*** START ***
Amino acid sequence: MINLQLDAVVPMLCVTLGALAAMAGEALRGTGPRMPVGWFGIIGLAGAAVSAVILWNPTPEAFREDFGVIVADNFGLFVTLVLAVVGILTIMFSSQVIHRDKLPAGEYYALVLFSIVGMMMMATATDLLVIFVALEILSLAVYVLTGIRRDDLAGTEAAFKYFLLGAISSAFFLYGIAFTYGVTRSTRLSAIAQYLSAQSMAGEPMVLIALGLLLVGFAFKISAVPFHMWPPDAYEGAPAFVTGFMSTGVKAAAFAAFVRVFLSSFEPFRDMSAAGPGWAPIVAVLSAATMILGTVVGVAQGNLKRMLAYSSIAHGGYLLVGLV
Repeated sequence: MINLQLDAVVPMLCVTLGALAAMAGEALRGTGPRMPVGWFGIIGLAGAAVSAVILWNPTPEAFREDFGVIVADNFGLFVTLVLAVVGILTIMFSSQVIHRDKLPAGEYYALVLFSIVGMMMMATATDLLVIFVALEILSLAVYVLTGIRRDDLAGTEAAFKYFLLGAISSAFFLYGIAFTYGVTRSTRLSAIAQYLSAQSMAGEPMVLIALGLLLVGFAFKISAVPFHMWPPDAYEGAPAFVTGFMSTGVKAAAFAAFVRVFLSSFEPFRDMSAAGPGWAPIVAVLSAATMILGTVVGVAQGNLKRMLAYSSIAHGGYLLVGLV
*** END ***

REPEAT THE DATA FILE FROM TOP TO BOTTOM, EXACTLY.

Amino acid sequence: MINLQLDAVVPMLCVTLGALAAMAGEALRGTGPRMPVGWFGIIGLAGAAVSAVILWNPTPEAFREDFGVIVADNFGLFVTLVLAVVGILTIMFSSQVIHRDKLPAGEYYALVLFSIVGMMMMATATDLLVIFVALEILSLAVYVLTGIRRDDLAGTEAAFKYFLLGAISSAFFLYGIAFTYGVTRSTRLSAIAQYLSAQSMAGEPMVLIALGLLLVGFAFKISAVPFHMWPPDAYEGAPAFVTGFMSTGVKAAAFAAFVRVFLSSFEPFRDMSAAGPGWAPIVAVLSAATMILGTVVGVAQGNLKRMLAYSSIAHGGYLLVGLV
Repeated sequence: MINLQLDAVVPMLCVTLGALAAMAGEALRGTGPRMPVGWFGIIGLAGAAVSAVILWNPTPEAFREDFGVIVADNFGLFVTLVLAVVGILTIMFSSQVIHRDKLPAGEYYALVLFSIVGMMMMATATDLLVIFVALEILSLAVYVLTGIRRDDLAGTEAAFKYFLLGAISSAFFLYGIAFTYGVTRSTRLSAIAQYLSAQSMAGEPMVLIALGLLLVGFAFKISAVPFHMWPPDAYEGAPAFVTGFMSTGVKAAAFAAFVRVFLSSFEPFRDMSAAGPGWAPIVAVLSAATMILGTVVGVAQGNLKRMLAYSSIAHGGYLLVGLV